99.99999 or something like that but *definitely* not something closer to 99
than to 100.

James Kanze
Guest
Posts: n/a

 05-18-2008
On 18 mai, 20:02, "Somebody" <(E-Mail Removed)> wrote:
> > So, what to do? Cast x to a double.
> > Change the line in the program to:
> > double z = static_cast<double>( x ) / y;
> > and the output is
> > 0.333333

> I know that ... I was only including psuedo-code... but the point is:

> double x = 100;
> double cx = 300;
> double ratio = x / cx; // = 0.33333

> double newwidth = 300;
> double newpos = ratio * newwidth; // result = 99, NOT 100 which is what it
> should be.

Are you kidding? The result won't be 100.0, but it will
be fairly close to 100. (In fact, it might actually end up as
100.0; it does on my machine, anyway. But of course, you can't
count on it; you can only count on it being fairly close.)

> My solution of storing the numerator and denomenator to get a
> real scaling factor worked.

It's guaranteed to be 100% accurate. And very slow, and liable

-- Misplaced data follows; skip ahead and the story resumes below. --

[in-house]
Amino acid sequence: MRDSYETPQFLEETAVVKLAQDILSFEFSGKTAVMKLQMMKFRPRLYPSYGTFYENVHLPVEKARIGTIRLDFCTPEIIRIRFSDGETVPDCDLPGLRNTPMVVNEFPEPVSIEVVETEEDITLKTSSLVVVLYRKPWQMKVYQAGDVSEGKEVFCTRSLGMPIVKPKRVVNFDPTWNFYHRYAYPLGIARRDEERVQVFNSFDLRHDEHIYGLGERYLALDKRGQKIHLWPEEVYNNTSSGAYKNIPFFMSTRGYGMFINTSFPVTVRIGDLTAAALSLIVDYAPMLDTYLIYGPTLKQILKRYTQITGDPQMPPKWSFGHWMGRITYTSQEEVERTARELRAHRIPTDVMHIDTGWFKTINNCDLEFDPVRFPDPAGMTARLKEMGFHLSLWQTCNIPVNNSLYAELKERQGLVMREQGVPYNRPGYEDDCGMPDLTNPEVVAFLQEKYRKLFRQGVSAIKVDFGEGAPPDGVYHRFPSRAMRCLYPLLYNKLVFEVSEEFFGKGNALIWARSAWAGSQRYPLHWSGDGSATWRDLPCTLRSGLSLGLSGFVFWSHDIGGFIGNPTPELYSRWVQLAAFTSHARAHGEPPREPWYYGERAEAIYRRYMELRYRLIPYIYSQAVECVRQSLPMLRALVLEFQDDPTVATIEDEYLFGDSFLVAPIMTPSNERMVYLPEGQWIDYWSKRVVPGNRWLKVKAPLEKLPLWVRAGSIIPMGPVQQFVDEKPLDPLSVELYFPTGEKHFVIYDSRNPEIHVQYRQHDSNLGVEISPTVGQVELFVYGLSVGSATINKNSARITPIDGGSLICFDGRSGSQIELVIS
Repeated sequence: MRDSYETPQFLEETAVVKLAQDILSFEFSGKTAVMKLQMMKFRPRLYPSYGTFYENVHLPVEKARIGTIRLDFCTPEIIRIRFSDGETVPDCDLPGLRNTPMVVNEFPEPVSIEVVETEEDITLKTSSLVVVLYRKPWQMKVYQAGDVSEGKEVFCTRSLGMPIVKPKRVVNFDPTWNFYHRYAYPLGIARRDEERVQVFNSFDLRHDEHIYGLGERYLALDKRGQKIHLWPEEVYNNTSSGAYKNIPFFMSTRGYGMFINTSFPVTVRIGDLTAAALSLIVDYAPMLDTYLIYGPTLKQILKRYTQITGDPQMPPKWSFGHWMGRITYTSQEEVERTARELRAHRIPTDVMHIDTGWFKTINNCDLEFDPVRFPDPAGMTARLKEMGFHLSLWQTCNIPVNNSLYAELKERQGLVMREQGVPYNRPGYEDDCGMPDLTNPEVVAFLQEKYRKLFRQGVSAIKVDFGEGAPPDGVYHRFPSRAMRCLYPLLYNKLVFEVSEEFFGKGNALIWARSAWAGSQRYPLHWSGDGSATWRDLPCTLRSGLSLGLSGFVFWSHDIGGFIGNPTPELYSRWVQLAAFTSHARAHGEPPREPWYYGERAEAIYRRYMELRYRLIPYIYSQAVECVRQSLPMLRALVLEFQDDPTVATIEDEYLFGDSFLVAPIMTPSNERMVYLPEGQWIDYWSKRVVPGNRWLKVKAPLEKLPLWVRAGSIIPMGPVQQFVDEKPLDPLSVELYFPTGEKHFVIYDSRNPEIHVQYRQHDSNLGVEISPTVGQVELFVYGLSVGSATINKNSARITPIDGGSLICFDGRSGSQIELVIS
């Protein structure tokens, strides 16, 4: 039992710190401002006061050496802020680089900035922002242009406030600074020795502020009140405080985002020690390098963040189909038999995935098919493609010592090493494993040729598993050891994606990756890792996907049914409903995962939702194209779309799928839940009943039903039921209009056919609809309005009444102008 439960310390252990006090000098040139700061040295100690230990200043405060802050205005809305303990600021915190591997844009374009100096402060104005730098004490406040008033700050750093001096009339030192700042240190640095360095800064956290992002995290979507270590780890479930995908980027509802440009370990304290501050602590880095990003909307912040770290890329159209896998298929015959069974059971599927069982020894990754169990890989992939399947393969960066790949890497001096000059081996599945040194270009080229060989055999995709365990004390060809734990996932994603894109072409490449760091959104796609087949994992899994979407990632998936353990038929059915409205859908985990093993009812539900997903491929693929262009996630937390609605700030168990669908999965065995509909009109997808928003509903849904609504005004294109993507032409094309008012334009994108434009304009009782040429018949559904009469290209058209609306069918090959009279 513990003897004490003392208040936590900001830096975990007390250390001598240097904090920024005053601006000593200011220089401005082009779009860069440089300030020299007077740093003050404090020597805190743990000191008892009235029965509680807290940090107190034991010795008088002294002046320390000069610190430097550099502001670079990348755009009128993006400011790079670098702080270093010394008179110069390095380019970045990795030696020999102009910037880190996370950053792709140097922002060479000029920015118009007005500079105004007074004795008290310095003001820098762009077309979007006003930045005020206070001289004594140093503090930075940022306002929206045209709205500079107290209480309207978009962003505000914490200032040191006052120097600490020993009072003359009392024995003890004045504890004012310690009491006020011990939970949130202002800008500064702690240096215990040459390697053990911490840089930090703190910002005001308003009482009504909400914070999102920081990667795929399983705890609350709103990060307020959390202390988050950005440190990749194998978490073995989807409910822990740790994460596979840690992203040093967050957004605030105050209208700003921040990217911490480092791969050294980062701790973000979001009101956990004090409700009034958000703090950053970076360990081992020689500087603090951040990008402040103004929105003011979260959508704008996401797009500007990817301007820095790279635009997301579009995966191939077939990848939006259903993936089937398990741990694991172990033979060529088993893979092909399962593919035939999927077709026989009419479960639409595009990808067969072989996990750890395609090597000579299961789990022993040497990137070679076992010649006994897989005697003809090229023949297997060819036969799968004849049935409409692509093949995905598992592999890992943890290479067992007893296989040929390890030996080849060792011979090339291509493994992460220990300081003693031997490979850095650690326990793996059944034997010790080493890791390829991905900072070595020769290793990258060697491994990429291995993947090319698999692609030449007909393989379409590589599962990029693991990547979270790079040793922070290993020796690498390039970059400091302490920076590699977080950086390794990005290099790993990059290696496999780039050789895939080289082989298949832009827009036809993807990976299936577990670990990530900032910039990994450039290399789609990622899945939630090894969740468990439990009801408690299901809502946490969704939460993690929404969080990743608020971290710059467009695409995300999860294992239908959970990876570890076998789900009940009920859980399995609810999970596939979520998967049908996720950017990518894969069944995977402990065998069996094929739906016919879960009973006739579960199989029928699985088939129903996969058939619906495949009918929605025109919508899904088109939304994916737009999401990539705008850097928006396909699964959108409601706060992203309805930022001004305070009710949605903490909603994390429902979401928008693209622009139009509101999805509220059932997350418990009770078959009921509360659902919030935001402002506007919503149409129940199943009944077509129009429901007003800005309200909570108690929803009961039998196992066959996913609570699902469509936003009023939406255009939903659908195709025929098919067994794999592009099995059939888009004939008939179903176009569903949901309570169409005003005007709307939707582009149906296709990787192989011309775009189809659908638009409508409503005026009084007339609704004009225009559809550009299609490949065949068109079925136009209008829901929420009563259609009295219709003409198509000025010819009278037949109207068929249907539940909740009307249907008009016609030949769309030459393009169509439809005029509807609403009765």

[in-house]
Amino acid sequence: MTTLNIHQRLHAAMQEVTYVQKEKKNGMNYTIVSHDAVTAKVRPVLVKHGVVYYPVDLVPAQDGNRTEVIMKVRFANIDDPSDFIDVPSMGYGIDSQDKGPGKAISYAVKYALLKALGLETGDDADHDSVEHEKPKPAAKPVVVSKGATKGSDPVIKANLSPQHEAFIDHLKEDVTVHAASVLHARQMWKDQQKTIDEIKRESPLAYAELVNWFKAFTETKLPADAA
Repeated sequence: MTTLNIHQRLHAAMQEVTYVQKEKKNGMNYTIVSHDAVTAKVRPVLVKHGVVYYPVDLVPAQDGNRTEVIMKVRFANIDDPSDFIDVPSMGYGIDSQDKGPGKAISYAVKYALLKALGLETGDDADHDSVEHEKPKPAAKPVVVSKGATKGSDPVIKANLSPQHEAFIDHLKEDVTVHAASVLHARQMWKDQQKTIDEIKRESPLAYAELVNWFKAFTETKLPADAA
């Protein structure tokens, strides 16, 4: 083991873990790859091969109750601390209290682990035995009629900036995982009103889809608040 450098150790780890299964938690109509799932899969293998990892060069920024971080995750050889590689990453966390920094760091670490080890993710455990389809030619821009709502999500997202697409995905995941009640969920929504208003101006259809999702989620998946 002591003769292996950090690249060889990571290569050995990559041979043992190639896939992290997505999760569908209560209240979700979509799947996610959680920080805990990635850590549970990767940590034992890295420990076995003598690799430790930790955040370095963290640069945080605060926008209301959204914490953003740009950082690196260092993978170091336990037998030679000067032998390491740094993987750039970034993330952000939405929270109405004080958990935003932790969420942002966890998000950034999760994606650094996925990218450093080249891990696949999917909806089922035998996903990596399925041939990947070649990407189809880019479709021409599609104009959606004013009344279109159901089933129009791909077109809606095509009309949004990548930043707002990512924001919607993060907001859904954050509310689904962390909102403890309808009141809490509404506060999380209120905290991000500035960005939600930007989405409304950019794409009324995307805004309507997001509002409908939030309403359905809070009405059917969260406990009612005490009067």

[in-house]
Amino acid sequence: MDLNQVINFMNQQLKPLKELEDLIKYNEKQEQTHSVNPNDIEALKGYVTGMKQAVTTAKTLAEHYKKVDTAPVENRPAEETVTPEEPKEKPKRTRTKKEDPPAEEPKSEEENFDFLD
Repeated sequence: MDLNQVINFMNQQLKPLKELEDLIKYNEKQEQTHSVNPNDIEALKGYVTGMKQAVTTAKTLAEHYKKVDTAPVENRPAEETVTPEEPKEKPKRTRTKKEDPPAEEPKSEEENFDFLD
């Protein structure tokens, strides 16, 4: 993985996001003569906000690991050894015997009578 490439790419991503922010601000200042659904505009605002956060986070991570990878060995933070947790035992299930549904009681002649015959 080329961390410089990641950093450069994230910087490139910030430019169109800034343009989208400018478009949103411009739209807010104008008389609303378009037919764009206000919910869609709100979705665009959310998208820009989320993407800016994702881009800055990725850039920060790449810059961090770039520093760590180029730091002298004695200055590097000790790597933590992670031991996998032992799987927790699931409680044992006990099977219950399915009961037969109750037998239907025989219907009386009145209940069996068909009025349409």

to overflow in integral arithmetic. Depending on the
application, it might be what's needed, or it might not be.

--
James Kanze (GABI Software) email:(E-Mail Removed)
Conseils en informatique orientée objet/
Beratung in objektorientierter Datenverarbeitung
9 place Sémard, 78210 St.-Cyr-l'École, France, +33 (0)1 30 23 00 34

James Kanze
Guest
Posts: n/a

 05-18-2008
On 18 mai, 20:05, "Somebody" <(E-Mail Removed)> wrote:
> > That way, in my case off 1/3, I'll be able to fully recover the original
> > value. Ie...:
> >Not unless your doubles use a base 3, or a power of 3.

> Huh? What does this have to do with 3's?

The fraction 1/3 will only be exactly representable in a double
if the base of the double is 3 or a multiple of 3.

> My point was, in the case of a 1/3 ratio (or any ratio with an
> infinite repeating decimal), I'll never be able to recalculate
> the numerator exactly given the denomenator and ratio.

> But by storing the numerator and denomenator as ints instead
> of a ratio, I would.

That's one solution. If the target value is an int, after
rescaling, it's probable that the double will store the ratio
with enough precision, provided that you round the results
correctly.

--
James Kanze (GABI Software) email:(E-Mail Removed)
Conseils en informatique orientée objet/
Beratung in objektorientierter Datenverarbeitung
9 place Sémard, 78210 St.-Cyr-l'École, France, +33 (0)1 30 23 00 34